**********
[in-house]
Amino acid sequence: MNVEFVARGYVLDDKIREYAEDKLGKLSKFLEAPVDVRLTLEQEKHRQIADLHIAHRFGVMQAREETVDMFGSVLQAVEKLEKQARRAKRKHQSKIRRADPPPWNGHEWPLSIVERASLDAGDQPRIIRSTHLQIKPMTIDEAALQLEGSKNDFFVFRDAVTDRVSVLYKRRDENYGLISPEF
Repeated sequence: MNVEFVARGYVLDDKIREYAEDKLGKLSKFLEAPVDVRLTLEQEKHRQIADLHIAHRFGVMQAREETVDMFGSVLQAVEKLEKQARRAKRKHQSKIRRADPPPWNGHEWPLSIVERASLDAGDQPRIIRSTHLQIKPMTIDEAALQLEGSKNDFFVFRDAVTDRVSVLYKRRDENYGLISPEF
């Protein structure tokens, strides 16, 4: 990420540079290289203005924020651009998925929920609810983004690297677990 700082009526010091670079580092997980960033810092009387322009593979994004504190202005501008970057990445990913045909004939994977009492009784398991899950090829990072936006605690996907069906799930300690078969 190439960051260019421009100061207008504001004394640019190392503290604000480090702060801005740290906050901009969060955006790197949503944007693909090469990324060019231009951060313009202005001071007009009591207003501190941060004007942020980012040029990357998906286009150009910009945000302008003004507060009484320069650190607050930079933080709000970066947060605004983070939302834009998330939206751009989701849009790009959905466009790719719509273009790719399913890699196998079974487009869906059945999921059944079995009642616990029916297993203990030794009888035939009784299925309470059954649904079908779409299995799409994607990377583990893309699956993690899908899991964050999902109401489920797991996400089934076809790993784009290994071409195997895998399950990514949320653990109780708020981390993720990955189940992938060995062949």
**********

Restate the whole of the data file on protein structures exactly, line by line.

[in-house]
Amino acid sequence: MNVEFVARGYVLDDKIREYAEDKLGKLSKFLEAPVDVRLTLEQEKHRQIADLHIAHRFGVMQAREETVDMFGSVLQAVEKLEKQARRAKRKHQSKIRRADPPPWNGHEWPLSIVERASLDAGDQPRIIRSTHLQIKPMTIDEAALQLEGSKNDFFVFRDAVTDRVSVLYKRRDENYGLISPEF
Repeated sequence: MNVEFVARGYVLDDKIREYAEDKLGKLSKFLEAPVDVRLTLEQEKHRQIADLHIAHRFGVMQAREETVDMFGSVLQAVEKLEKQARRAKRKHQSKIRRADPPPWNGHEWPLSIVERASLDAGDQPRIIRSTHLQIKPMTIDEAALQLEGSKNDFFVFRDAVTDRVSVLYKRRDENYGLISPEF
């Protein structure tokens, strides 16, 4: 990420540079290289203005924020651009998925929920609810983004690297677990 700082009526010091670079580092997980960033810092009387322009593979994004504190202005501008970057990445990913045909004939994977009492009784398991899950090829990072936006605690996907069906799930300690078969 190439960051260019421009100061207008504001004394640019190392503290604000480090702060801005740290906050901009969060955006790197949503944007693909090469990324060019231009951060313009202005001071007009009591207003501190941060004007942020980012040029990357998906286009150009910009945000302008003004507060009484320069650190607050930079933080709000970066947060605004983070939302834009998330939206751009989701849009790009959905466009790719719509273009790719399913890699196998079974487009869906059945999921059944079995009642616990029916297993203990030794009888035939009784299925309470059954649904079908779409299995799409994607990377583990893309699956993690899908899991964050999902109401489920797991996400089934076809790993784009290994071409195997895998399950990514949320653990109780708020981390993720990955189940992938060995062949």